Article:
Cryptocurrency scams have reached an all-time high because of the rising cryptocurrency trading prices. Threat actors are ceaselessly dropping crypto-mining botnets on unsecured systems. The latest one is WatchDog.

The scoop

WatchDog, a crypto-mining malware, has been found to be running undetected for more than two years. Researchers have stated that this is the largest Monero cryptojacking attack that has lasted for the longest time. Moreover, it is difficult to put a stop to the attack because of the scope and size of the infrastructure, and hence, it is still in operation. The botnet has hijacked at least 476 Windows and Linux devices, to date. 

Be aware, be prepared

Although the campaign currently is focused on cryptojacking, researchers suspect that the attacker can find IAM data on previously compromised cloud devices and can launch more cataclysmic attacks. Moreover, the scale of the campaign is visible from the fact that the operators used 33 exploits to target 32 flaws in popular software, including but not limited to Drupal, Apache Hadoop, Elasticsearch, and Oracle WebLogic.

Making waves in the crypto world

  • North Korean hackers earned around $316 million by attacking crypto exchanges between 2019 and 2020.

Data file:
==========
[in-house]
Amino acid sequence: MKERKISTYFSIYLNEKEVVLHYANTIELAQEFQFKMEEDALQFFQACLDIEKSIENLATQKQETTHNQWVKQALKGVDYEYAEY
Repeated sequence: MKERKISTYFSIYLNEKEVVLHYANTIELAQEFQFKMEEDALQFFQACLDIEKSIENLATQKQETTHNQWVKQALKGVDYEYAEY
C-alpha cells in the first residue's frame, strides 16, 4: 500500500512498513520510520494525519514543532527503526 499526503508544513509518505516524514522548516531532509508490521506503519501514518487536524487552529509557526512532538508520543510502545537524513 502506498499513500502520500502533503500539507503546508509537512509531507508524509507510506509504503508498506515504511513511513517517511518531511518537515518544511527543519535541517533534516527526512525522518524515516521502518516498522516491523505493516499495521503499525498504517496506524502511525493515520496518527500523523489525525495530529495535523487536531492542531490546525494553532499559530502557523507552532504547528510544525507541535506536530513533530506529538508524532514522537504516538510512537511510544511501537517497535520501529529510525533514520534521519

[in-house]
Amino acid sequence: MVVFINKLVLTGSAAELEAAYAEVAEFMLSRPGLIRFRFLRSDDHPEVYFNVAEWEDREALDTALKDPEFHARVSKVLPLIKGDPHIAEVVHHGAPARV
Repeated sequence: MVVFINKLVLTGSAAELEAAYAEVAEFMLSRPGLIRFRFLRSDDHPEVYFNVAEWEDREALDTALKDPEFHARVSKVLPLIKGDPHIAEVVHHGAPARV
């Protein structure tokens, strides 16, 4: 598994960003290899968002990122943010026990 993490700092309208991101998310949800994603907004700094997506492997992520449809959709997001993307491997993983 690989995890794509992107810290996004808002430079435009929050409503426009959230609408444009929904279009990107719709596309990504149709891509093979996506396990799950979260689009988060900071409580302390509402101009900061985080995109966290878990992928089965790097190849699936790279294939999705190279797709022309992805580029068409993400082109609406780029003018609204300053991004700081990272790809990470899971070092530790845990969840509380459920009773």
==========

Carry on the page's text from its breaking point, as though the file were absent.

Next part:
• Scammers sought out victims on Discord cryptocurrency servers and sent out messages pretending to be from prospective trading platforms giving away cryptocurrency.
  • Earlier this month, the nefarious TeamTNT gang launched cryptojacking attacks on Kubernetes clusters.

Cryptojacking on the rise

As stated earlier, cryptojacking has become a lucrative attack for threat actors because of the booming cryptocurrency values. The value for XMR has increased to $469.79, a record high. Public mining pools have led to a 40% rise in network traffic, implying that more mining operations are being conducted.

The bottom line

The WatchDog cryptomining operation has been underway since at least July 27, 2019, and has garnered at least 209 XMR, valued at around $32,000. The threat actors behind it are skilled coders and might launch more dangerous attacks in the near future. Thus, organizations should be cognizant of the related threat indicators.

Cyware Publisher